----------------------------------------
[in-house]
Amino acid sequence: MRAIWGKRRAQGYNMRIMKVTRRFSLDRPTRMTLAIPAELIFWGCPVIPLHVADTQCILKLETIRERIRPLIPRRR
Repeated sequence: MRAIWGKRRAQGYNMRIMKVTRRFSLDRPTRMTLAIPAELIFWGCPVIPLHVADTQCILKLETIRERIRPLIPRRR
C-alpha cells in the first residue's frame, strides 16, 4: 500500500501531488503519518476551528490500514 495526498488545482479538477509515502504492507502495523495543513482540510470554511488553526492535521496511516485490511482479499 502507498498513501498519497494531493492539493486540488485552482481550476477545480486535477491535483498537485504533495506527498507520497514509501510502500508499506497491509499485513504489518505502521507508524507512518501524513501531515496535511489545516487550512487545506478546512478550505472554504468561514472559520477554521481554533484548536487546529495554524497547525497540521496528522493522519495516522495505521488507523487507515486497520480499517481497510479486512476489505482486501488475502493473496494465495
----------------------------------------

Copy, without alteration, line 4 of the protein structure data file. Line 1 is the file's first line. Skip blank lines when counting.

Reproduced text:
C-alpha cells in the first residue's frame, strides 16, 4: 500500500501531488503519518476551528490500514 495526498488545482479538477509515502504492507502495523495543513482540510470554511488553526492535521496511516485490511482479499 502507498498513501498519497494531493492539493486540488485552482481550476477545480486535477491535483498537485504533495506527498507520497514509501510502500508499506497491509499485513504489518505502521507508524507512518501524513501531515496535511489545516487550512487545506478546512478550505472554504468561514472559520477554521481554533484548536487546529495554524497547525497540521496528522493522519495516522495505521488507523487507515486497520480499517481497510479486512476489505482486501488475502493473496494465495